activity, neglect or violation of duty. The Wood Royal Commission
was given the ability to obtain lawfully intercepted information
obtained by intercepting agencies as a result of the passage of the
Royal Commission into the New South Wales Police Service
(Access to Information) Act 1994. The Wood Royal Commission
was wound up in 1997.
As the Wood Royal Commission no longer exists,
references to it are removed by amendments in Schedule
2 (items 6, 15, 20, 24, 30, 33, 34, 36, 38 and
Amendments relating to the Western
Australian Royal Commission into Police Corruption
In December 2001, Western Australian Premier, Dr
Geoff Gallop, announced that a Royal Commission into Police
Corruption would be established. The Commission will inquire into
and report on whether, since 1 January 1985, there has been corrupt
or criminal conduct by Western Australian police. The Commission is
due to report in August 2003.
The amendments in Schedule 2
add the WA Royal Commission to the list of eligible authorities in
the Principal Act (item 17) and insert other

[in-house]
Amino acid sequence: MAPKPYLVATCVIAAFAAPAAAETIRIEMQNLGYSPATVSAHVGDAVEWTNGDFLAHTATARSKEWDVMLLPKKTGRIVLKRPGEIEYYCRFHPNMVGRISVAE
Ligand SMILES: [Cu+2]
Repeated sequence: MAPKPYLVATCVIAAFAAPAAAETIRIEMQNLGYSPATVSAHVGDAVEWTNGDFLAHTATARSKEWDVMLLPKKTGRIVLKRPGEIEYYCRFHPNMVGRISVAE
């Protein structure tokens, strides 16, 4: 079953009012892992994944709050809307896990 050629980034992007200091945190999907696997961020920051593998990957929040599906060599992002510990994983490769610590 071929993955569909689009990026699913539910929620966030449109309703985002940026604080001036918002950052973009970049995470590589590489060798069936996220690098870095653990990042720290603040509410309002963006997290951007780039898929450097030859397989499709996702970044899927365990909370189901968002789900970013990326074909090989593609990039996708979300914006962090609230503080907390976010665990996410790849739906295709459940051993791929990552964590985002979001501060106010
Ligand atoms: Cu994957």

references to the Commission in relation to prescribed
investigation (item 25) and relevant offence
(item 31). The amendments also enable the WA Royal
Commission to obtain information lawfully collected by other
intercepting agencies for the purposes of its investigations
(item 45). Before the WA Royal Commission could
intercept telecommunications itself, it would need to be the
subject of a Ministerial declaration under the Principal Act.
Item 32 inserts a definition of the Royal
Commission into Police Corruption into the Principal Act.
Subitems 46(2) and (3) empower
the Governor-General to make regulations dealing with any
transitional matters that might arise from the enactment of
Schedule 2. The Explanatory Memorandum states that
the amendments effected by item 46 are designed to
address unforeseen issues arising out of the merger of the
Queensland Crime Commission and Criminal Justice Commission .
Additionally, as stated above, they are designed to deal with any